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LOST HORIZON

LOST HORIZON ($28) is a DVD no serious movie fan will want to do without. Something of a lost movie, Frank Capraís classic LOST HORIZON has been undergoing a restoration for the last quarter of a century. Released in 1937, before there were such things as television, home video or DVD, LOST HORIZON was not well preserved because the studios didnít see much shelf life for their films beyond their initial release. Not only was LOST HORIZON not well preserved by Columbia Pictures, the film was repeatedly cut down from its 132 minute running time for various releases, with 25 minutes of excised footage finally being lost by the studio. The restored version of LOST HORIZON is comprised of the filmís complete 132 soundtrack, with film footage being culled together from various 35mm and 16mm sources. Unfortunately, there remains about 7 minutes of missing footage that has been replaced with still pictures and freeze frames. Despite the missing footage, LOST HORIZON remains a totally uplifting movie and a true cinematic treasure to be savored by film fans.

LOST HORIZON is based upon the novel James Hilton and tells the story of a British diplomat named Robert Conway (Ronald Colman) who finds himself on a hijacked plane after helping his fellow Europeans escape from a volatile situation in a war torn Asian province. Conway, along with his brother George (John Howard) and several other passengers, find themselves heading for parts unknown, when the plane suddenly crash lands somewhere in the Himalayan mountains. Fortunately, the inhabitants of a nearby community rescue Conway and his party from freezing to death on the mountain.

After a trek over a snow swept trail, Conway and the others are taken to Shangri-La, a valley that is protected from the harsh weather outside by the mountain range itself. Because of its remote location, Shangri-La is virtually cut off from the outside world. At first, the survivors of the plane crash are eager to leave Shangri-La, despite the near impossibility of crossing the mountains. However after spending some time in the idyllic community, no one really wants to return to the world outside, all except for Conwayís brother George, who feels as if he were being held prisoner. The first rate cast of LOST HORIZON also features Jane Wyatt, Thomas Mitchell, Isabel Jewell, H.B. Warner, Sam Jaffe and character actor extraordinaire Edward Everett Horton, who delivers a smile inducing performance.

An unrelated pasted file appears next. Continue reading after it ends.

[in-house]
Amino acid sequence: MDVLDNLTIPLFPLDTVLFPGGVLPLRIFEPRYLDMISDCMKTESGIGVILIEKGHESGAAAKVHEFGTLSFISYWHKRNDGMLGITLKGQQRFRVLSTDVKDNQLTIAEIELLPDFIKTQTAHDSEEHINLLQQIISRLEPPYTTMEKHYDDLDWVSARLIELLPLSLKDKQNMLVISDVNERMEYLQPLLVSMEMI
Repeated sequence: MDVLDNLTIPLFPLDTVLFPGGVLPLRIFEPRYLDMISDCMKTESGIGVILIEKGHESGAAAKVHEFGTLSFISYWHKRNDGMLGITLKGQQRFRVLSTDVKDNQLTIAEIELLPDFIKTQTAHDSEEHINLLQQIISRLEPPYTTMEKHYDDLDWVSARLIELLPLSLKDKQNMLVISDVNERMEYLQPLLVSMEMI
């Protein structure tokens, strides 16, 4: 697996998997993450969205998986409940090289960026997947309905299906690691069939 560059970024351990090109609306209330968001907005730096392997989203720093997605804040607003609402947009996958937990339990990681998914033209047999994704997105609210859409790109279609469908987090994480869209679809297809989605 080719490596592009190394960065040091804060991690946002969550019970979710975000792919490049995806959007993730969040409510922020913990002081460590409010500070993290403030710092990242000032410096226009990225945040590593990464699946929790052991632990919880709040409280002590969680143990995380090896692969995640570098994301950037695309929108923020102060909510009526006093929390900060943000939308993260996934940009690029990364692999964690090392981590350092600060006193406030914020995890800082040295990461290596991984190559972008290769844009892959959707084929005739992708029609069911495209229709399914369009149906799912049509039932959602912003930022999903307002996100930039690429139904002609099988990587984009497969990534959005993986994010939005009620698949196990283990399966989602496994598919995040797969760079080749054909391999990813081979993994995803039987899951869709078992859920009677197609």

As I stated above, the restored version of LOST HORIZON has been assembled from various 35mm and 16mm sources. Columbia Pictures has done a lot of restorative work (including digital repairs) to make the film look as good as possible. Columbia TriStar Home Video has taken these materials and delivers the best looking edition of LOST HORIZON that is currently possible. The full frame black and white image ranges between sharp and detailed for the 35mm sections, to soft and grainy for the 16mm sections. In 35mm, LOST HORIZON has deep, true blacks; plus relatively good contrast. In 16mm, a dark gray is about as close to black as one is likely to find. Fortunately the majority of the film is in 35mm, with only short passages in 16mm. Many of the most severe scratches have been repaired with digital wizardry, however smaller imperfections remain in the material. There is no evidence of digital compression artifacts thanks to first rate authoring and the use of dual layer technology.

The Dolby Digital monaural soundtrack is spread into two channels and sounds quite good for a movie that is over 60 years old. Dialogue is always clean and intelligible and the track is worth amplifying for Dimitri Tiomkinís beautiful score. Subtitles are provided on the DVD in English, Spanish, Portuguese, Chinese, Korean and Thai.

The interactive menus have a nice look, but are fairly basic in their implementation. Through the menu system, one has access to the standard set up and scene selection features, as well as the DVDís nice array of supplements. Topping the list of supplements is a terrific audio commentary with noted film critic Charles Champlin and UCLA Film Restoration Expert Robert Gitt. Gitt is the man who undertaken the job of assembling the most complete version of LOST HORIZON over the last 25 years. The talk is very informative about the production of LOST HORIZON, as well as what went into the restoration of the film. Other supplements include an alternate ending to the film, before and after comparisons of footage that required digital restoration, three deleted scenes and a theatrical trailer. Last, but not least, is photo documentary narrated by film historian Kendall Miller, which runs 30 minutes and covers the filmís production in great detail- an absolutely fascinating feature that is not to be missed.

While I remain hopeful that a complete pristine print of LOST HORIZON will someday surface, the restored version of the film is good as it gets until then. Columbia TriStar Home Video has put a great deal of effort into their release of LOST HORIZON, delivering a DVD that every fan of classic movies will want to own. Absolutely recommended.

 
LOST HORIZON 


Lost Horizon

 


DVD reviews are Copyright © 1999 THE CINEMA LASER and may not be copied or reprinted without the written consent of the publisher.
THE CINEMA LASER is written, edited and published by Derek M. Germano.


 

 

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